Do you have the same respect for a business that has an email address that ends in gmail.com as you might for one that ends in mybusinessname.com? Sure, setting up your email with gmail, Shaw, or Telus is easy (and free), but what is this telling your future customers about the longevity of your business? It’s giving them a message, but it’s not the one you want to give them.
Whether it’s a conscious decision or not, your customers aren’t going to think of you as a professional if your business card or print collateral has the name of another business on it. You paid good money for your domain, in some cases – very good money, and one of the hardest things to do is to get people to visit your website. Adding the domain of another company to your business cards and office stationery is not going to help you build your brand. The dentist I just switched to is a perfect example of this, with two different email options between the website and their business cards (Dr.Smile@telus.net and Dr.Smile@shaw.ca – the names been changed to protect the not-so-innocent)
3 reasons to have your own domain
- If you choose to change from one internet provider to another, you will either need to recycle all of your business cards/print materials, or you can be extra-classy and scratch out the old address and handwrite in the new one.
- You can create a “catch-all” email address – so no matter what your customers put in front of the @ – as long as they get the domain name right, their email to you will be delivered.
- If your internet provider or web hosting service fails/changes their name/claims that you owe them thou$ands – you can switch to something else within a few hours – without changing your email address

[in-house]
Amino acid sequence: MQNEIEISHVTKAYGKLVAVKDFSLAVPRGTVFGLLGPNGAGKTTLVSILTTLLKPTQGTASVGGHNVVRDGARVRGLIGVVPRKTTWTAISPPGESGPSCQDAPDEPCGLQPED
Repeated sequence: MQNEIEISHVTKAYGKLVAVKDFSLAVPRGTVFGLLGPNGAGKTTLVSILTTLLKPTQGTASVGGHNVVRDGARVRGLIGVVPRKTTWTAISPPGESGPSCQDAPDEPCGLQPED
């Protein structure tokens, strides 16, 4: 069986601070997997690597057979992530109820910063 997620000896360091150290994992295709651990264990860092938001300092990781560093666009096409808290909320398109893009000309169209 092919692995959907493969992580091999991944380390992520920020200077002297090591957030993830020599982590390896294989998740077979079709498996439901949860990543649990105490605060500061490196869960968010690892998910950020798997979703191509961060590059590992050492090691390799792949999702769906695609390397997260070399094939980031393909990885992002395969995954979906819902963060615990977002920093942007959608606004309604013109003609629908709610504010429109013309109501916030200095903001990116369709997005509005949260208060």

So does this mean you can’t use gmail or your current provider for your email service? Nope. It’s too easy to setup an email account with the folks that host your website, and have that email address forwarded to wherever you want it to go, and it’s more than likely included in the price you’re paying them.
Aside from creating the new address and forwarding it to wherever you want it to go, your email life really won’t be that different. If you’re using gmail, you can configure it to respond “on behalf of” your professional email address (if you want to know how to remove that, ask me in the comments below). If you’re using another email client (outlook, outlook express, Eudora, macmail, etc ) you can configure it to use a different “reply to” address on your outbound emails. Your clients won’t see a difference other than your new and improved professional looking business. And that’s a pretty good change for pretty much free.
If you’ve got any email tips/suggestions/questions – please let me know in the comments (or email me – Jason@brandscaping.ca)